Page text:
Amid all the talk of berries as superfoods, bananas as gut-health boosters, and citrus as vitamin C powerhouses, one fruit group tends to get sadly little attention: stone fruits! Stone fruits (also known as drupes) are fruits containing a single pit (or stone) surrounded by edible flesh. Their long list includes:
- Nectarines, which have smooth skin and can either have white, sweet, low-acid flesh (white nectarines) or tangier yellow flesh (yellow nectarines).
- Peaches, which have fuzzy skin and a taste very similar to nectarines (in fact, the main difference between the two fruits is a gene variant that codes for the fuzzy exterior; peaches, with their fuzz, express the dominant allele).
- Cherries, which can range from tart to sweet in flavor and deep red to pale yellow in color; darker cherries tend to have a more intense taste.
- Apricots, which are small and golden with slightly dry, sweet, tart flesh.
- Plums, which come in a range of colors beyond the classic purple (including red, yellow, or green) and have very juicy, sweet, tart flesh.
- Apriums and pluots, which are hybrids of apricots and plums (apriums are more apricot than plum while pluots are 50-50 crosses between apricots and plums).
Stone fruits grow around the world, and all have unique origins. For example, a genetic study showed that apricots were independently domesticated from their wild counterparts three different times (once in China and twice in Central Asia); in China alone, they’ve been grown since at least 1000 BC, and were traditionally preserved with salting and smoking. Meanwhile, peaches and nectarines are believed to have originated in China over 2000 years ago. Cherries were domesticated earlier than recorded history, and were named after the Turkish town of Cerasus (Turkey still produces more cherries than any other region in the world). And, plums were one of the first fruits domesticated by humans.
Like all sweet fruits, stone fruits are moderate in carbohydrates (mostly fructose and glucose), low in fat and protein, and contain a good amount of fiber (see also Fruit is a Good Source of Carbs, The Case for More Carbs: Insulin’s NonMetabolic Roles in the Human Body, How Many Carbs Should We Eat? and What Is Fiber and Why Is it Good?).
Although they all have differing nutritional profiles, they generally tend to have significant vitamin C, carotenoids (especially orange or yellow fruits), and smaller amounts of potassium and other micronutrients. They also contain malic acid, which is the main organic acid responsible for these fruits’ sourness (tart cherries are particularly rich in it!); see The Amazing World of Plant Phytochemicals. In addition, stone fruits are also great sources of phytonutrients, especially polyphenols (see Polyphenols: Magic Bullet or Health Hype?). For example, apricots are one of the richest sources of catechins out of any fruit, while plums and cherries are among the best sources of hydroxycinnamic acids. Plums are also high in anthocyanins (especially cyanidins and peonidins), procyanidins, catechin, epicatchein, and quercetin derivatives. Peaches and nectarines contain chlorogenic acid, catechins, epicatechins, gallic acid, and ellagic acid; white peaches are actually higher in total polyphenols than yellow nectarines. Cherries contain catechin, epicatechin, quercetin, kaempferol, cyanidins, peonidins, hyroxycinnamic acids (including caffeic acid, chlorogenic acid, coumaric acid), and pelargonidins; sour cherries have higher total levels of phenolics, mostly due to having greater concentrations of hydroxycinnamic acids and anthocyanins, but sweet cherries have plenty as well. Plums and cherries actually contain higher concentrations of polyphenols than many types of berries, which are famous for these phytonutrients!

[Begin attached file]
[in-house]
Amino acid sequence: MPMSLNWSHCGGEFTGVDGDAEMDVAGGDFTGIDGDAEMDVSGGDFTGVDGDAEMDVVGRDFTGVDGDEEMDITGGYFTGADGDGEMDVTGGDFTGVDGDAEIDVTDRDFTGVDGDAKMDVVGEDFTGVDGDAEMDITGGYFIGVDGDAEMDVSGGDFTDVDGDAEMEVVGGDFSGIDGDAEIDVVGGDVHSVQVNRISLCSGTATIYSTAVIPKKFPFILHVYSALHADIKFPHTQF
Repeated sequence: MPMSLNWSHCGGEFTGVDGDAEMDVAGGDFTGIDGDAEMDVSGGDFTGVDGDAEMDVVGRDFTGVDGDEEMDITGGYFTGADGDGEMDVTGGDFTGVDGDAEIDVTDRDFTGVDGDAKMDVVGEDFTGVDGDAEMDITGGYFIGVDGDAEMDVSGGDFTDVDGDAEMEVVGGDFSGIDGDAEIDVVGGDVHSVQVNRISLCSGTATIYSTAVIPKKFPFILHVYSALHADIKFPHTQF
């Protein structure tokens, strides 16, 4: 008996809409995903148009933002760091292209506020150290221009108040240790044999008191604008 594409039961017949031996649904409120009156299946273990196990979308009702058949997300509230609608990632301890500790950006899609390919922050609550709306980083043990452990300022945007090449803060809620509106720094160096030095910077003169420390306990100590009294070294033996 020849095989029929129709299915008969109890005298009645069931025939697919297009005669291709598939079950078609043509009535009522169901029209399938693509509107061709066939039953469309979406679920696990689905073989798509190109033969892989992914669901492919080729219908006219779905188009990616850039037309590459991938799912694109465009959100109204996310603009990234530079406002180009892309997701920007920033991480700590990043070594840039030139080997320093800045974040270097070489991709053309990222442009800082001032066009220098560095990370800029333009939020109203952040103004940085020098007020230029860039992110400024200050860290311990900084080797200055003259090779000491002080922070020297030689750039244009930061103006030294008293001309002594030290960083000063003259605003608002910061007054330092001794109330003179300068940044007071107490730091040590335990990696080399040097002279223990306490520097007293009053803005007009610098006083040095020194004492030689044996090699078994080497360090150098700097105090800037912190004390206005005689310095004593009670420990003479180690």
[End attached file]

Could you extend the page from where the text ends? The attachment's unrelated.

Stone fruits also offer an array of benefits for our health.
A systematic review found that dried plums are even more effective than psyllium for improving stool consistency and frequency, making them particularly helpful for constipation (in part due to the high fiber and sorbitol content of plums, as well as their natural serotonin content, which helps induce intestinal contractions). In fact, as far back as 1878, “medicated prunes” were advertised as a remedy for constipation and other gastrointestinal symptoms (particularly bloating, dyspepsia, heartburn, and flatulence). In postmenopausal women, dried plum consumption (100 grams daily for three months) increased markers of bone formation and may consequently boost skeletal health—particularly in a population susceptible to osteoporosis. This effect could be due to the numerous compounds plums contain that support skeletal health, including copper (which helps strengthen bone collagen fibrils), boron (which reduces the excretion of calcium and magnesium in the urine, and also boosts estradiol levels in post-menopausal women), and vitamin K (which supports bone mineralization). Plums have also been shown to contain compounds that act against cancer cells in vitro, including breast cancer cells. And, in animal studies, plum or plum juice consumption appears to improve working memory, learning speed, and anxiety, possibly due to their chlorogenic acid content.